- Food & Drink
Storm watching in Ucluelet
Not many vacations begin with picking a hotel before you have a destination, but when a daily deal popped up in my inbox offering a discounted stay at Black Rock Resort, it was settled — we were going to Ucluelet.
My husband and I have a love/hate (mostly hate) relationship with BC Ferries. Missed reservations, cancelled sailings and hours spent bonding with any reading material within reach tend to steer us away from Island adventures, but the call of Black Rock was too strong.
I had heard rumours of Neptune’s fury pounding against the promontory under humbling titanium skies, in stark contrast with the elegantly protective enclave of Black Rock. A colleague had just spent his honeymoon at the award-winning resort, and he came back raving with a wink and a grin. So instead of waiting to use my deal in summer like a sane person, we booked our stay for a few weekends later. Mid winter.
Our anticipation was palpable as we disembarked the ferry, our troubles ticking off one by one as we passed the familiar landmarks of Coombs, Cathedral Grove and Port Alberni and wound our way towards a new experience.
Neither my husband nor I had ever reached the end of the Pacific Rim Highway and turned left — we had always steered ourselves right, with the six world-quality surfing beaches off Tofino in our sights. Nor had we been to the area during storm season, which lasts November through February, when some serious weather rolls in from Japan, along with up to 15ft of rainfall.
And while we had anticipated snow enough to trade our smart car in for something a little more weighty (Sutton Pass, midway along, has an elevation of 240m), we had little idea what weather a January expedition would entail until we were sliding in it. Slowly, and safely (the three-hour drive stretching into four), we arrived. And it was worth every skid of the tires.
Ucluelet means “people of the safe harbour” in the indigenous Nuu-chah-nulth language, but walking into the West Coast-inspired lobby of Black Rock Resort, located in the throne seat of a rocky headland on the peninsula’s western side, is akin to discovering the ocean for the first time. And there’s nothing safe about it.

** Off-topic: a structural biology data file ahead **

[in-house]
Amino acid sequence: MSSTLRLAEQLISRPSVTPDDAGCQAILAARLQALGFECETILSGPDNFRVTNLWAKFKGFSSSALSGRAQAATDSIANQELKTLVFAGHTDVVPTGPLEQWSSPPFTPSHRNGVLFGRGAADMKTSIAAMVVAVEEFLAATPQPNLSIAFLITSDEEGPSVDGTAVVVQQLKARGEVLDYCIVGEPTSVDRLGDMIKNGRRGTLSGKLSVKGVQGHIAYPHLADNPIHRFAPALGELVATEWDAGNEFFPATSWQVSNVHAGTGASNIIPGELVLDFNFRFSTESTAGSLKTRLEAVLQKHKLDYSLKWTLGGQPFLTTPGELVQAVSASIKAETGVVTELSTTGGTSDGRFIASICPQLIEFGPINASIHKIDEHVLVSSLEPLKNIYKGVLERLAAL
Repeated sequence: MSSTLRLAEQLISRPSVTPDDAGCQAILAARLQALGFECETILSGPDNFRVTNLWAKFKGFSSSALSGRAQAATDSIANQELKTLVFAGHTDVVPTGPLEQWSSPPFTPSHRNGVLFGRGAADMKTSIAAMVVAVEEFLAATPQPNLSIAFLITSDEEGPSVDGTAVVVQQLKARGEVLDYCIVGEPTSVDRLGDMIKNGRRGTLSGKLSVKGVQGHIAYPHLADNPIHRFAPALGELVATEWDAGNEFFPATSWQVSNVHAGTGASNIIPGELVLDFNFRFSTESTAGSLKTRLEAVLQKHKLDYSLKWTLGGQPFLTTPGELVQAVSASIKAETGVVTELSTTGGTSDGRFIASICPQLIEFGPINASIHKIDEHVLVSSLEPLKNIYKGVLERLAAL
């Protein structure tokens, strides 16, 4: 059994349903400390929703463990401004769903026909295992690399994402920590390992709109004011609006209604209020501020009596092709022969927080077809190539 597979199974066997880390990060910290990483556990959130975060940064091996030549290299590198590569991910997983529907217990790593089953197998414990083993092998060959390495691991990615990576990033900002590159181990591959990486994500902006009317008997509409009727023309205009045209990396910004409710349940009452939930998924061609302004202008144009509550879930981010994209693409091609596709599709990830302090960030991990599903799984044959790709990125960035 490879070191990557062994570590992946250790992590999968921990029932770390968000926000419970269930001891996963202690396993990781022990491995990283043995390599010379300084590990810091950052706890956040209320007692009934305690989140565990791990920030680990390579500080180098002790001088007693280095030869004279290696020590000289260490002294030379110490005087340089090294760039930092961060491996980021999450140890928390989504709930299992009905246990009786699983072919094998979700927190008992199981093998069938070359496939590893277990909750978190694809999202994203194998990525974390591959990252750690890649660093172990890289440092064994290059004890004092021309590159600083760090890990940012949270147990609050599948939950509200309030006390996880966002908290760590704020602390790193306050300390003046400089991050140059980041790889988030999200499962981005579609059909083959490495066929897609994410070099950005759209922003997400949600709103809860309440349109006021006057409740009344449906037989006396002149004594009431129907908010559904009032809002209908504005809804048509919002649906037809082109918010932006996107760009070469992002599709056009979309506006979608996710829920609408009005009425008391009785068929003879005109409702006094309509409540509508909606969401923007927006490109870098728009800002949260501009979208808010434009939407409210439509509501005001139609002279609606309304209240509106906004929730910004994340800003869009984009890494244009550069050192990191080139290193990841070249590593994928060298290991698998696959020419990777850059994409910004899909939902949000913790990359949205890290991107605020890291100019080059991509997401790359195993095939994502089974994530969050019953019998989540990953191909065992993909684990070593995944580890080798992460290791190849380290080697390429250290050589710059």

I had never witnessed anything like the howling wind and frosty whitecaps of the Pacific Ocean, condensed by mutinous rocky cliffs into one swirling, rabid mass — a blazing quasar rendered in water rather than light.
After being drawn outside despite the rain (getting as close to the spectacle as possible), we eventually made our way to our beautifully appointed, strangely serene quarters — complete with full kitchen, river rock shower, and an uninterrupted floor-to-ceiling view of the thrashing bay from the balcony, bed AND soaker bathtub.
While it is tempting to spend the entire visit staring out the windows, you are minutes away from the rainforested and beach-marked Wild Pacific Trail; the stiff (and I mean bowl-you-over) winds haranguing Amphitrite Lighthouse; and the postcard-perfect town of Tofino.
Admittedly, we still ended up at our familiar Tofino haunts (Common Loaf, Shelter, Tofino Brewing Co.), as many of the businesses in downtown Ucluelet were closed for the winter.
Going in the off season had us feeling like seabirds — unaffected by the whims of nature. But it was as bears, grudgingly emerging from hibernation, that we loaded up our borrowed car two nights later and put the rawness of Clayoquot Sound at our backs.
In true Vancouver Island fashion, though, our trip wasn’t done with us. We arrived in Nanaimo only to find our ferry (and all the ferries that day) being tossed about like toy boats in a bathtub. Storm season or something… But the bright side of being forced to spend a Sunday night in Nanaimo? It gave me plenty of time to write this story.
Note: You can check Vancouver Island travel and weather informatio , including BC Ferries, Washington Ferries, HeliJet, seaplane and airplane flights with Crossing the Pond — a mobile app that understands my frustrations.